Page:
Mangling language is not just one way traffic. For every occasion where I may have told someone that I am an aspidistra, or Susan tells someone she loves him (rather than his work) , the French manage to amuse us with their choice of words.
When you start a business, the business name is all important. It tells the world what you do and how you approach the job. In the UK, the most notorious businesses for punning shop names are Hairdressers - and in France things aren't that much different.
We would love to know, however, what message the following businesses thought they were giving:
In France, many people think that putting an apostrophe somewhere at the end of a word makes it look British or, even better [?], American.
I just love the "Divin' Toilet'" for its [it's?] absurdity. This reminds me of a sign I saw at the "Fountain of Youth", a spa near the shores of the Salton Sea in Southern California, with several large pools fed by hot springs. The sign reads: "Don't pee in our pools, we don't swim in your toilet!"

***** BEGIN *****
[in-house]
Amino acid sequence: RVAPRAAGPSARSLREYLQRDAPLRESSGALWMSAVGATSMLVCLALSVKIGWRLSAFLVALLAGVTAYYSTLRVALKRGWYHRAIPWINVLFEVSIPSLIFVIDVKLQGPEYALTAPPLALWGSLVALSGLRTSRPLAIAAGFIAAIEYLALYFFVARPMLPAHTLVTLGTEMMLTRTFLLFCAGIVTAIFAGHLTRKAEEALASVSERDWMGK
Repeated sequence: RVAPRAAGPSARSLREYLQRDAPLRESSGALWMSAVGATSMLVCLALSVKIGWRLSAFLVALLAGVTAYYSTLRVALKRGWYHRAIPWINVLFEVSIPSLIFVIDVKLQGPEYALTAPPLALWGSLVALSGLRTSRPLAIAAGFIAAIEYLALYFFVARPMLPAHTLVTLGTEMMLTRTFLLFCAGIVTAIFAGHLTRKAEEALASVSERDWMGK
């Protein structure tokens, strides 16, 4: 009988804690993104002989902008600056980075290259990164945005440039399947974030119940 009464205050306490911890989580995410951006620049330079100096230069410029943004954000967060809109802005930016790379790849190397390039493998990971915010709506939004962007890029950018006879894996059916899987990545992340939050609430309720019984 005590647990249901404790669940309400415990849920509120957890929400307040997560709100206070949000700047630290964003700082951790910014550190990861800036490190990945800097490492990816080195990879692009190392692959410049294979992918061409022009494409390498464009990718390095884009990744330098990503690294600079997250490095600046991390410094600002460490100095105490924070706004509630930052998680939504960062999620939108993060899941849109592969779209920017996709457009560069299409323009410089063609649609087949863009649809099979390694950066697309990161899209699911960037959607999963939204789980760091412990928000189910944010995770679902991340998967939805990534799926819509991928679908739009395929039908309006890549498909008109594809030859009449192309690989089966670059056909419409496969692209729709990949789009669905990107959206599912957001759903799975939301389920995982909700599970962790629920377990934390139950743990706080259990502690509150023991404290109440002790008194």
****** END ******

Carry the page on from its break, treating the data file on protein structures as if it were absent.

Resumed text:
i would pretty much give anything to know. can you ask them? posing as an aspidistra, of course.
Don't you think it is "divine toilette" — that would mean something like "divine grooming". And the apostophes make it seem exotic, as CHM said. I don't think it has anything to do with diving or toilets. Dog grooming salons seem to have unusual names. We used to take our dog Collette to Le Big Ouah-Ouah in Saint-Aignan.
As for Stan Laurel's shop, that name is the only funny thing about it. Maybe the owner is a big Laurel and Hardy fan. Otherwise, the sign is all perfectly French. Even "juniors" is a French word now, like "seniors" to describe people like me.
I once saw a dry cleaner's in Auteuil called O'Pressing. But then again, I once saw a clothes shop in Amsterdam called Funny Trousers Salty Dog. I have the photos to prove it.
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